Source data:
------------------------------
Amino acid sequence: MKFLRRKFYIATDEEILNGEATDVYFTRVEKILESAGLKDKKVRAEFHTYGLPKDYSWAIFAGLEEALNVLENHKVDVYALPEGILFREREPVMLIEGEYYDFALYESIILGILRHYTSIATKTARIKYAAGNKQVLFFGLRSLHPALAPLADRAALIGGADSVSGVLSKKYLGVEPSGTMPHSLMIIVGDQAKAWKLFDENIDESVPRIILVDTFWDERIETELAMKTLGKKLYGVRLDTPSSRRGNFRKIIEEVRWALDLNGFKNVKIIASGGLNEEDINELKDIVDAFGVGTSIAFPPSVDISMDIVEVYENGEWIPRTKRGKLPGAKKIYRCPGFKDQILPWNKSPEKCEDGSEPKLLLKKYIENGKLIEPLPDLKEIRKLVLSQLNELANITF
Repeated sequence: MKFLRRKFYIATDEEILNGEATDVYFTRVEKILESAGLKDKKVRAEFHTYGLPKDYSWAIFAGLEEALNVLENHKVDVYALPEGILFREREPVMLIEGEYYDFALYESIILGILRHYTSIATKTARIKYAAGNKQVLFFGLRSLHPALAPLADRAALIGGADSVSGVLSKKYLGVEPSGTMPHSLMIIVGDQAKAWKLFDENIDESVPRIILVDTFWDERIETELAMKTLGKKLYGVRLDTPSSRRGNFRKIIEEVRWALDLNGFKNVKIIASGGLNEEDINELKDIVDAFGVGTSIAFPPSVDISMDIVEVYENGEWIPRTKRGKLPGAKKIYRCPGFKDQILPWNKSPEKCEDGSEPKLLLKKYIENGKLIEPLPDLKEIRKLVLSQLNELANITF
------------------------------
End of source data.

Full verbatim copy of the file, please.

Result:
Amino acid sequence: MKFLRRKFYIATDEEILNGEATDVYFTRVEKILESAGLKDKKVRAEFHTYGLPKDYSWAIFAGLEEALNVLENHKVDVYALPEGILFREREPVMLIEGEYYDFALYESIILGILRHYTSIATKTARIKYAAGNKQVLFFGLRSLHPALAPLADRAALIGGADSVSGVLSKKYLGVEPSGTMPHSLMIIVGDQAKAWKLFDENIDESVPRIILVDTFWDERIETELAMKTLGKKLYGVRLDTPSSRRGNFRKIIEEVRWALDLNGFKNVKIIASGGLNEEDINELKDIVDAFGVGTSIAFPPSVDISMDIVEVYENGEWIPRTKRGKLPGAKKIYRCPGFKDQILPWNKSPEKCEDGSEPKLLLKKYIENGKLIEPLPDLKEIRKLVLSQLNELANITF
Repeated sequence: MKFLRRKFYIATDEEILNGEATDVYFTRVEKILESAGLKDKKVRAEFHTYGLPKDYSWAIFAGLEEALNVLENHKVDVYALPEGILFREREPVMLIEGEYYDFALYESIILGILRHYTSIATKTARIKYAAGNKQVLFFGLRSLHPALAPLADRAALIGGADSVSGVLSKKYLGVEPSGTMPHSLMIIVGDQAKAWKLFDENIDESVPRIILVDTFWDERIETELAMKTLGKKLYGVRLDTPSSRRGNFRKIIEEVRWALDLNGFKNVKIIASGGLNEEDINELKDIVDAFGVGTSIAFPPSVDISMDIVEVYENGEWIPRTKRGKLPGAKKIYRCPGFKDQILPWNKSPEKCEDGSEPKLLLKKYIENGKLIEPLPDLKEIRKLVLSQLNELANITF